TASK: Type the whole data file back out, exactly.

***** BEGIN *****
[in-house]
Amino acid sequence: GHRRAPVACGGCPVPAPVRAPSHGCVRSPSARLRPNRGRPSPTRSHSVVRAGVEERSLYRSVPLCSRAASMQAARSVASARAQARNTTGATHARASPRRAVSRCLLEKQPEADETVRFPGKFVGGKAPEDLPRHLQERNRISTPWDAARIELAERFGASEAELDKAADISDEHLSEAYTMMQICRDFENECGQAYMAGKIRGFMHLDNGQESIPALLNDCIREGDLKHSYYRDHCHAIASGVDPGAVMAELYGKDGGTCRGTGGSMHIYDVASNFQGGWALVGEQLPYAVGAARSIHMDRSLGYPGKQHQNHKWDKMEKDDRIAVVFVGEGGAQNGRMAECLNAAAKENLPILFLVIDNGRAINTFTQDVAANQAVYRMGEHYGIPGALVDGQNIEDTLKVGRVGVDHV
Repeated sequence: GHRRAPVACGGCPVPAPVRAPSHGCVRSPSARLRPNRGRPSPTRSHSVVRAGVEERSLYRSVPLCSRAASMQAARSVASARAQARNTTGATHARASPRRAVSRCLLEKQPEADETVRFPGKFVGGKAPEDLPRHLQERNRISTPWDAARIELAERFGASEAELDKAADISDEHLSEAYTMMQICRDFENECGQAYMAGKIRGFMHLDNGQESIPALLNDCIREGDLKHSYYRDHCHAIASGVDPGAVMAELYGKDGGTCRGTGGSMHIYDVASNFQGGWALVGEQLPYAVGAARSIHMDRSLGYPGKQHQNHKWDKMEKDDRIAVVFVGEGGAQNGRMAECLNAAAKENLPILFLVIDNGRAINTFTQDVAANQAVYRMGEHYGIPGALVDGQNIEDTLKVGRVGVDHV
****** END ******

[in-house]
Amino acid sequence: GHRRAPVACGGCPVPAPVRAPSHGCVRSPSARLRPNRGRPSPTRSHSVVRAGVEERSLYRSVPLCSRAASMQAARSVASARAQARNTTGATHARASPRRAVSRCLLEKQPEADETVRFPGKFVGGKAPEDLPRHLQERNRISTPWDAARIELAERFGASEAELDKAADISDEHLSEAYTMMQICRDFENECGQAYMAGKIRGFMHLDNGQESIPALLNDCIREGDLKHSYYRDHCHAIASGVDPGAVMAELYGKDGGTCRGTGGSMHIYDVASNFQGGWALVGEQLPYAVGAARSIHMDRSLGYPGKQHQNHKWDKMEKDDRIAVVFVGEGGAQNGRMAECLNAAAKENLPILFLVIDNGRAINTFTQDVAANQAVYRMGEHYGIPGALVDGQNIEDTLKVGRVGVDHV
Repeated sequence: GHRRAPVACGGCPVPAPVRAPSHGCVRSPSARLRPNRGRPSPTRSHSVVRAGVEERSLYRSVPLCSRAASMQAARSVASARAQARNTTGATHARASPRRAVSRCLLEKQPEADETVRFPGKFVGGKAPEDLPRHLQERNRISTPWDAARIELAERFGASEAELDKAADISDEHLSEAYTMMQICRDFENECGQAYMAGKIRGFMHLDNGQESIPALLNDCIREGDLKHSYYRDHCHAIASGVDPGAVMAELYGKDGGTCRGTGGSMHIYDVASNFQGGWALVGEQLPYAVGAARSIHMDRSLGYPGKQHQNHKWDKMEKDDRIAVVFVGEGGAQNGRMAECLNAAAKENLPILFLVIDNGRAINTFTQDVAANQAVYRMGEHYGIPGALVDGQNIEDTLKVGRVGVDHV